With a 200-amp charger, the batteries can be replenished in as little as four hours, too.
“They never get the vehicle down to 0% battery,” adds Matt Vito, TransPower’s integration and service manager. In addition to other charging through a typical day, and the power created through regenerative braking, the system builds in a buffer to ensure the batteries always hold 10-20% of their maximum power.
“We’re not so worried about the time you charge. It’s the amount of time you bring the batteries down to a certain threshold,” Vito says.
More gains will come. TransPower expects its next generation of batteries to increase energy density by about 50%. The challenge is always about striking a balance between the power and price.
Work on driver interfaces, meanwhile, is exploring ways to feed drivers vital information while hands stay on the wheel. “You have to make sure it’s good voice technology. Not all voice technology is equal,” Newhouse said as one example. Information also needs to be prioritized, pushing warnings forward when they need to be front and center.
Peterbilt’s “roadmap” for advanced driver assistance systems (ADAS) began with auto emergency braking in 2017, and will expand to stop-and-go traffic in 2018, and lane keeping and platooning in 2019. Then the focus turns to object detection. “That’s where the truck will perceive its environment,” Montero says. By 2021 Peterbilt expects inward-looking sensors will be introduced to help identify distracted driving or fatigue.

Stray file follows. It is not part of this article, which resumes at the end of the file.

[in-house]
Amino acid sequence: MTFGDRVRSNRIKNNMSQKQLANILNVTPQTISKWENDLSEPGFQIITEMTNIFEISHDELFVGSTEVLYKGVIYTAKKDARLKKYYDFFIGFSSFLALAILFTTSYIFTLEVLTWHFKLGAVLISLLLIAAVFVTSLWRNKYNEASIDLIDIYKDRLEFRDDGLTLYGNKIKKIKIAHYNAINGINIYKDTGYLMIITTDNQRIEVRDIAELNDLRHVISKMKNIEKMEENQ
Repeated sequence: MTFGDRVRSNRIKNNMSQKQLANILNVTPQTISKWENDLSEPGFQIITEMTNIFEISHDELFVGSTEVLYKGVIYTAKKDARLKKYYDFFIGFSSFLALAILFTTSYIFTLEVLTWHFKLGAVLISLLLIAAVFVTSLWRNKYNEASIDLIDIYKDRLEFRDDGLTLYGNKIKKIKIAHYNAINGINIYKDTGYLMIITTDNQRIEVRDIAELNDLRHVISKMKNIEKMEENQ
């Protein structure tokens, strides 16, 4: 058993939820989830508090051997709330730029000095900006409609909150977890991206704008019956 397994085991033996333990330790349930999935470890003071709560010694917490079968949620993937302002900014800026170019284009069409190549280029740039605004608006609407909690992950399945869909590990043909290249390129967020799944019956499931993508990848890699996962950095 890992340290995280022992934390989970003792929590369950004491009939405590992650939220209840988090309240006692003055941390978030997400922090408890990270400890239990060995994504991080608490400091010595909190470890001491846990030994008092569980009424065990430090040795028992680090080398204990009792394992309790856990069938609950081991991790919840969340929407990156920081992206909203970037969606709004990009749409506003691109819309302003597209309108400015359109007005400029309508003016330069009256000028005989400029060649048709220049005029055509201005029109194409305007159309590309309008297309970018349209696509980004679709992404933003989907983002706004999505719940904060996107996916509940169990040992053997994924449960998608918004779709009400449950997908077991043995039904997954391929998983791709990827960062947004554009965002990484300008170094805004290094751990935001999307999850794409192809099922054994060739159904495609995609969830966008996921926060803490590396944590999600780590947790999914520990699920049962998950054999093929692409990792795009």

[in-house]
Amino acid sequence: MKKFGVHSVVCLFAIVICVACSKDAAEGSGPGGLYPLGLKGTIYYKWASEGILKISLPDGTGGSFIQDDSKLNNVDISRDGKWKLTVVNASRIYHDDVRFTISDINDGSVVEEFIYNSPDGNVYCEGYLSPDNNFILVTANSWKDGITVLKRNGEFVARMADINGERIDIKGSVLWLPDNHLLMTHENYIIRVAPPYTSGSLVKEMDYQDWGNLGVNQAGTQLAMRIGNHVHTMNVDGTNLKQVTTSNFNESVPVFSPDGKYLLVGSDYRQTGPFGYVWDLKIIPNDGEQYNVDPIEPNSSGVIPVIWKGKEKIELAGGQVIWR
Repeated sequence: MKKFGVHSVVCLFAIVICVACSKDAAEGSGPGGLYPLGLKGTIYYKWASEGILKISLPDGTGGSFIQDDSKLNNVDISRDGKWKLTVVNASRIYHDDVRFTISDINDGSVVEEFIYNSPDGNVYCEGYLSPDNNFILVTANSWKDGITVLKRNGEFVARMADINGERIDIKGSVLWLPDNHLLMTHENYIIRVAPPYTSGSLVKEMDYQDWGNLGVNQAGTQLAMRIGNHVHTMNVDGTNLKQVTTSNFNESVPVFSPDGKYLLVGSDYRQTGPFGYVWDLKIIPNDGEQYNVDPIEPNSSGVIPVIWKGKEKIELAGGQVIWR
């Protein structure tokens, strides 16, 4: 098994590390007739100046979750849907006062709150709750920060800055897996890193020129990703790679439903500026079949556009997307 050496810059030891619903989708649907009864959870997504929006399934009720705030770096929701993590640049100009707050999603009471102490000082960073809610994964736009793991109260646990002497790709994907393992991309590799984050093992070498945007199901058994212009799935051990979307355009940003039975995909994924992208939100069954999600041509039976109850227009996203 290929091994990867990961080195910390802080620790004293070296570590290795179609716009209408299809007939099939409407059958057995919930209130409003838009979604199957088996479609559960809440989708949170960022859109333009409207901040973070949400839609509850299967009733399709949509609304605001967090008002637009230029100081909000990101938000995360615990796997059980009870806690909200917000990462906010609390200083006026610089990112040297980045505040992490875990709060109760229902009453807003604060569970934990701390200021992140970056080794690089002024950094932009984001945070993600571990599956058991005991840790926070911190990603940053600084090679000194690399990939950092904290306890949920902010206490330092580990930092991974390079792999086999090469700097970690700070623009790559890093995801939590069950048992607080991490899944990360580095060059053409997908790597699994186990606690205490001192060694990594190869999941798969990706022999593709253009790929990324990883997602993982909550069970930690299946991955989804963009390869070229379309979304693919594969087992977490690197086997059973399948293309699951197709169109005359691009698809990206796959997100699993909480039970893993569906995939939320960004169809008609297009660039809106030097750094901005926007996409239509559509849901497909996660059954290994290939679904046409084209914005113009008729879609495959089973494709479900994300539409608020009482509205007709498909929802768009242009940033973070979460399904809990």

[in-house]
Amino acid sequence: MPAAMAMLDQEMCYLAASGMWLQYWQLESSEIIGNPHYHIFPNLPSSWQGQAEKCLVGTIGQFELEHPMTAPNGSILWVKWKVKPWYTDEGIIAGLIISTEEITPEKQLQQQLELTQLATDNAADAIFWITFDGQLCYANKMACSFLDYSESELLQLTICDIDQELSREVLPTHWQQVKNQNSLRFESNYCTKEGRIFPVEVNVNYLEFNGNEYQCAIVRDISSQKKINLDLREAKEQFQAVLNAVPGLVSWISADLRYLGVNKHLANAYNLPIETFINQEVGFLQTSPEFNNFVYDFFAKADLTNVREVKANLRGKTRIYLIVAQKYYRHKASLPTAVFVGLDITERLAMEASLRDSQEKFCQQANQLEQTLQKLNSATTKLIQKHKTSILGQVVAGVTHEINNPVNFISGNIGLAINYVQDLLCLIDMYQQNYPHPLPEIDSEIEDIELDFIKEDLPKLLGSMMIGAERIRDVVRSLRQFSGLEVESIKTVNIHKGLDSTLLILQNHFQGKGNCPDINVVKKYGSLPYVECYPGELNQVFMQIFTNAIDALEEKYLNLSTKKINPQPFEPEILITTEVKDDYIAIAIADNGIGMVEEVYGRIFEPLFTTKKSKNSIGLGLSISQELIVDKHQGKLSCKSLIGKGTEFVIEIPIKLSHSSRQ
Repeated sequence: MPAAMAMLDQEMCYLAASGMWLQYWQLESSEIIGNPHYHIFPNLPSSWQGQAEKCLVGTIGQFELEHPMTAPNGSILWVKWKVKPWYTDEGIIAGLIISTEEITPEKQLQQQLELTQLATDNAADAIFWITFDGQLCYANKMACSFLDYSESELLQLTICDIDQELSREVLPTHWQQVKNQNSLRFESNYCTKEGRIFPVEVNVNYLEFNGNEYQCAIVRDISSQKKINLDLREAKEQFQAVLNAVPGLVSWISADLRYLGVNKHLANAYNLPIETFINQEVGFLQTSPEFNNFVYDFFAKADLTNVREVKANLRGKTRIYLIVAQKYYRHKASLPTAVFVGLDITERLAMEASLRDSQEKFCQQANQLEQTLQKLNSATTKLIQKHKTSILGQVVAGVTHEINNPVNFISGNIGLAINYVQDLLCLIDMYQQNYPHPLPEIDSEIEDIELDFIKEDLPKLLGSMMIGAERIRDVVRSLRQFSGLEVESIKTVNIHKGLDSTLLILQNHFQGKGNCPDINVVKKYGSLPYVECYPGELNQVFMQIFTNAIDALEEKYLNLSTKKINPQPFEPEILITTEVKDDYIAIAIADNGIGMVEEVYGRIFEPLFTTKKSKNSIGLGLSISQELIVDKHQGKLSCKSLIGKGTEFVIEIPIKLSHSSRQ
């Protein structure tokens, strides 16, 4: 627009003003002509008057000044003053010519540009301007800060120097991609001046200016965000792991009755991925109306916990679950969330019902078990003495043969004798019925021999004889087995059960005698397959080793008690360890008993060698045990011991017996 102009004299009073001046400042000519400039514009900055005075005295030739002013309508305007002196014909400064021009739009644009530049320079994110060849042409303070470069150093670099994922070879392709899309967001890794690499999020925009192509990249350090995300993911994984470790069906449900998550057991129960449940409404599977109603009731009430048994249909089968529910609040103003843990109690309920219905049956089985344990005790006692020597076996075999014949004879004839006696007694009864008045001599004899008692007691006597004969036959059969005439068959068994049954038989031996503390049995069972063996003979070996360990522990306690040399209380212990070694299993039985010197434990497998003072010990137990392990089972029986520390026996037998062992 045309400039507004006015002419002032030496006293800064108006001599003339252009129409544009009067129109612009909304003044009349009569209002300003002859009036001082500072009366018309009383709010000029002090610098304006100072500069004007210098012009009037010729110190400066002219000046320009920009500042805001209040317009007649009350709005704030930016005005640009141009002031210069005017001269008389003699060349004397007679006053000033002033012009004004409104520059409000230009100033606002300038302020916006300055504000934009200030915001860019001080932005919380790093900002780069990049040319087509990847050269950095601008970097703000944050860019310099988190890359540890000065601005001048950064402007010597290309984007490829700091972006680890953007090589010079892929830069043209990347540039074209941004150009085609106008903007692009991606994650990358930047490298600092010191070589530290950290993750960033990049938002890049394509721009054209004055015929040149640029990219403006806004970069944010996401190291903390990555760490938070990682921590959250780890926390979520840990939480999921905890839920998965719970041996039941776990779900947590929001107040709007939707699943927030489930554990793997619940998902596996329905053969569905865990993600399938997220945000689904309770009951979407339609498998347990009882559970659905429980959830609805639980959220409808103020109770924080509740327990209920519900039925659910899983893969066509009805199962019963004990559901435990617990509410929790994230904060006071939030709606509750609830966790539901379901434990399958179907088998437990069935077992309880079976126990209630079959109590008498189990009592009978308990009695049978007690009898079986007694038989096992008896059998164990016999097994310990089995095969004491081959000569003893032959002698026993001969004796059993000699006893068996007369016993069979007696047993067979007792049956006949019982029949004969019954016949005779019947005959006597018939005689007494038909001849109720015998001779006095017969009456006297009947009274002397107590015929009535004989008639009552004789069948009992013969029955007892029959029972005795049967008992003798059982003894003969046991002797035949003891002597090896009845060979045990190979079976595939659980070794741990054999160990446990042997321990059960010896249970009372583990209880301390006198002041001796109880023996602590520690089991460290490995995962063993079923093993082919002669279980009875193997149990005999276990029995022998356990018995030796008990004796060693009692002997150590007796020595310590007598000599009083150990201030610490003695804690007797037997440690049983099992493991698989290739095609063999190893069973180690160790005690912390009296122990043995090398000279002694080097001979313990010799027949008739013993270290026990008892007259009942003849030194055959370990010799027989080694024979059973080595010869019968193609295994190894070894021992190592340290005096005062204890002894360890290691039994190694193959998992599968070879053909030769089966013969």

The Bendix Wingman Fusion system is already a standard offering on the Model 579, with orders for that to begin next week. That will manage following distances, and offer auto emergency braking, adaptive cruise control, lane departure warnings, and over-speed alerts.
And the innovation hardly ends there.
Another tool expected to emerge from the center in late 2019 is Peterbilt AR Tech, an augmented virtual reality tool that scans a truck’s VIN number and presents the view of a truck’s underlying wiring through a computer tablet. In some ways, it looks like an X ray as the tablet’s camera is pointed at a truck, and transforms CAD computing models into 3D images. Technicians could soon use it to see the layout of a wiring harness and zoom in close enough to see the pin locations on connectors.
In early tests, repair efficiencies have increased 15-20% on work that could use the tool, Skoog says.
“The technology can take you beyond the driver’s seat,” said Peterbilt chief engineer Scott Newhouse, referring to augmented reality.
The company launched its SmartLinq diagnostics system in 2015 and has since connected about 150,000 trucks. Over-the-air engine updates this year will soon be joined by predictive maintenance tools for mobile service techs, and a “dashboard” to track fleet operations and help optimize routes in 2020.
As for autonomous vehicle research, such as one model sitting in a test bay?
“These technologies can increase driving hours potentially, and that would increase capacity,” Newhouse said, referring to platooning as just one example.
The innovative work even expands beyond the trucks alone, as teams look for ways to leverage Silicon Valley’s expertise to improve the work of financial services teams, parts distribution, and manufacturing.
“We will bring these to the market as they’re ready,” Newhouse said.